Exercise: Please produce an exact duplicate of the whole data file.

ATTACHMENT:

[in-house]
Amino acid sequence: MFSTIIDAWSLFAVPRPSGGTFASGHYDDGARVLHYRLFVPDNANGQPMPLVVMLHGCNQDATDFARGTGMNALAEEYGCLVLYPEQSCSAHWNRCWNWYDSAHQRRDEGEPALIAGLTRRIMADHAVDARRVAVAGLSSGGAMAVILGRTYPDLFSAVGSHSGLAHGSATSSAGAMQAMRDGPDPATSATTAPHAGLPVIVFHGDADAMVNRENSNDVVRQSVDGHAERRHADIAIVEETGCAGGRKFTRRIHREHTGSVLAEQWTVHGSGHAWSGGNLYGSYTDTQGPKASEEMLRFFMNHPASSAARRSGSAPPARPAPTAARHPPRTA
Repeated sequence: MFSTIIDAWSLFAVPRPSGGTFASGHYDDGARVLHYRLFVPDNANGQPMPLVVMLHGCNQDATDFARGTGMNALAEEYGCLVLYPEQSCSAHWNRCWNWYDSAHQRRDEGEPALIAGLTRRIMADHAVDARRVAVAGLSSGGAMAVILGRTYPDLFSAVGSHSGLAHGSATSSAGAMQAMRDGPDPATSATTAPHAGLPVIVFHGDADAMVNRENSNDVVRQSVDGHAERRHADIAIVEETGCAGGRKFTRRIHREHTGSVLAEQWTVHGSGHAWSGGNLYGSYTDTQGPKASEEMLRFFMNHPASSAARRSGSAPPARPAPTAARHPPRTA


[in-house]
Amino acid sequence: MFSTIIDAWSLFAVPRPSGGTFASGHYDDGARVLHYRLFVPDNANGQPMPLVVMLHGCNQDATDFARGTGMNALAEEYGCLVLYPEQSCSAHWNRCWNWYDSAHQRRDEGEPALIAGLTRRIMADHAVDARRVAVAGLSSGGAMAVILGRTYPDLFSAVGSHSGLAHGSATSSAGAMQAMRDGPDPATSATTAPHAGLPVIVFHGDADAMVNRENSNDVVRQSVDGHAERRHADIAIVEETGCAGGRKFTRRIHREHTGSVLAEQWTVHGSGHAWSGGNLYGSYTDTQGPKASEEMLRFFMNHPASSAARRSGSAPPARPAPTAARHPPRTA
Repeated sequence: MFSTIIDAWSLFAVPRPSGGTFASGHYDDGARVLHYRLFVPDNANGQPMPLVVMLHGCNQDATDFARGTGMNALAEEYGCLVLYPEQSCSAHWNRCWNWYDSAHQRRDEGEPALIAGLTRRIMADHAVDARRVAVAGLSSGGAMAVILGRTYPDLFSAVGSHSGLAHGSATSSAGAMQAMRDGPDPATSATTAPHAGLPVIVFHGDADAMVNRENSNDVVRQSVDGHAERRHADIAIVEETGCAGGRKFTRRIHREHTGSVLAEQWTVHGSGHAWSGGNLYGSYTDTQGPKASEEMLRFFMNHPASSAARRSGSAPPARPAPTAARHPPRTA